Susan Breedlove: 13:32 Okay. So, I’m not sure it’s just government policies. I also think it’s private, except that the government probably has put their foot in the door for Crystal Lake Cemetery to change, but don’t you see my grandkids when they go out there to see their grandpa’s grave and it takes them two hours to try to find it. you know, and you realize where your grandpa’s made a very thin, you know, that’s got to have some kind of impact.
Susan Breedlove: 14:06 Also, the whole thing around Olson Highway. That whole housing complex, that’s been renewed I think this is the fourth time that everything was taken down and rebuilt and that’s in fact, Maddie Prince’s mom, she’s a relative of ours, was. That’s where she grew up and Richard Copeland grew up in there and all kinds of people you know grew up in there that had become very well known.
Susan Breedlove: 14:42 But, it’s still, you still feel the effects, I don’t know if there still in the air or not, but anyway, I think it’s more of a feeling. And the government has changed so in the area where it was like, hmmm, they did not allow any black people if you go down Plymouth avenue, you’re going to see these stone markers at the end of each side street. That was because that whole area did not welcome people of color or Jewish people for a long time to go into that area. And so you see those old vestiges that’s still there to remind us.
Interviewer: 15:32 How would you describe the relationship between the city of Minneapolis and this community over the years?
Susan Breedlove: 15:41 I just saw a former alderwoman here being interviewed and that was, she and her family helped the Camden area for a long, long time which is right next to this area. The city government, it depends who was in charge at that time. I look more at the State Government. We have a young man, named Fue Lee who is absolutely wonderful in the House of Representatives that came out of Henry High, he looks at things holistically. I looked at his bills, all that he authored and he co-authored and I highlighted them all and he has thirty bills had to do with healthy living.
Susan Breedlove: 16:32 So, that is a change and it’s got to filter down to the city government because we have the highest rate of asthma in the state in my community of [inaudible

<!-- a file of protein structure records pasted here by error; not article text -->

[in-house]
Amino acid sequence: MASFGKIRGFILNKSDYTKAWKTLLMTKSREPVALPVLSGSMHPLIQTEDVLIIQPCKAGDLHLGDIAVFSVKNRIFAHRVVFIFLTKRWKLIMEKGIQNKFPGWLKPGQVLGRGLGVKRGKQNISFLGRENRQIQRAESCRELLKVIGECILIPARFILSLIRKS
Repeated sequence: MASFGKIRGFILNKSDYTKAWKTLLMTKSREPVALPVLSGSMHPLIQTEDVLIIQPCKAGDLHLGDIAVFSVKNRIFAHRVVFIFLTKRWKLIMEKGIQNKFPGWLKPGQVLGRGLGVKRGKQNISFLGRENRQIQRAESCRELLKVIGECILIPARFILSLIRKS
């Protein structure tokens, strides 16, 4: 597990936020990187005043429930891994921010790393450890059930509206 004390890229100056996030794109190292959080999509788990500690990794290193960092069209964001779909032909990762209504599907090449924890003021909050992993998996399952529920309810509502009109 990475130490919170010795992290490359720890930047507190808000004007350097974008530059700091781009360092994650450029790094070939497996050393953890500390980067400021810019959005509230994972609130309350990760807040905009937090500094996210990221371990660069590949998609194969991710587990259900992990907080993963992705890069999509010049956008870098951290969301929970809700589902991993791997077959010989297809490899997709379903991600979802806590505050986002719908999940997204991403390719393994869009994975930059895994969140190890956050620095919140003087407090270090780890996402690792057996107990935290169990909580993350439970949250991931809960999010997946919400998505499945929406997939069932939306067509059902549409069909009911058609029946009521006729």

00:16:46]. The city government has put their foot down on the conderator that was right on the river. It still stinks when you cross [inaudible 00:16:56] but
we’re getting rid of some of the factories that were there with the force of the city government do that.
Susan Breedlove: 17:02 The city government has been part of the part of the discrimination. There used to be a River View Supper Club used to be down there, Broadway Pizza, okay, and that was a wonderful nightclub. That’s where Prince and a lot of people came and got their start and a lot of people from the whole United States came and got their start. But, at that time when River View was put up, they weren’t gonna, the city government wasn’t gonna allow Jimmy Fullen to have that because he was black. But then some people on the north side like Nellie Stone Johnson and a gal named [inaudible 00:17:45] Downy and her husband and they put their foot down on the city, so they’ve had to stay on the city government to deal with their policies. It all depends on the years.
Susan Breedlove: 17:59 All the streetcars that we used to have, there was a factory that was down there on the Mississippi and the city government was complacent. They were involved in that, gave a kickback for all the metal that was taken from those streetcars and they went and hooked up with the underworld, the criminals to get all that. So, it depends on who’s in the city government at a certain time.
Interviewer: 18:30 What are your expectations of the city of Minneapolis relative to this community?
Susan Breedlove: 18:36 Well, I think that Mr. Ellison has his head in the right place. He recently asked some of us to get together and discuss what was happening with the river development. I’m on a board called Community Power that looks at reducing the rates. And we’re working with the city government and there’s some people that really are looking forward thinkers and then there’s other who are backward thinkers or don’t think at all. So, I don’t know right now, we’ve kind of a new group right there and we’ll have to see what happens with the new group.
Interviewer: 19:22 What part do you feel you can play in creating that more hope for the future?
Susan Breedlove: 19:26 Well, being part of the Community Power, of course, is part of it.
Interviewer: 19:32 I would like to thank you for your time and answering all our questions which is getting us one step closer to what we need to do to fix Minneapolis.
Susan Breedlove: 19:40 Thank you so very much.
Interviewer: 19:42 Yeah.
Interviewer: 19:42 I appreciate being invited.
Interviewer: 19:43 Yeah. This was an amazing interview and I just love how you and Barbara Johnson you guys are really from the neighborhood and have so much history and roots here, and that just makes the interview even much more inspiring, you know, because we’re growing up on the north side, so these kids really know where we come from and all those amazing stories you shared were just very impactful, so I thank you for that.
Susan Breedlove: 20:08 Thank you for inviting me. I appreciate it. Glad you all have done this.
Interview of Sharon El-Amin
Interviewer: 00:00 Okay. May I have your first and last name spelling, please?
Sharon El-Amin: 00:06 Sharon, S-H-A-R-O-N, last name El-Amin, E-L, hyphen, A-M-I-N.
Interviewer: 00:17 And do you currently or have you ever lived in or near this part of North Minneapolis on this map?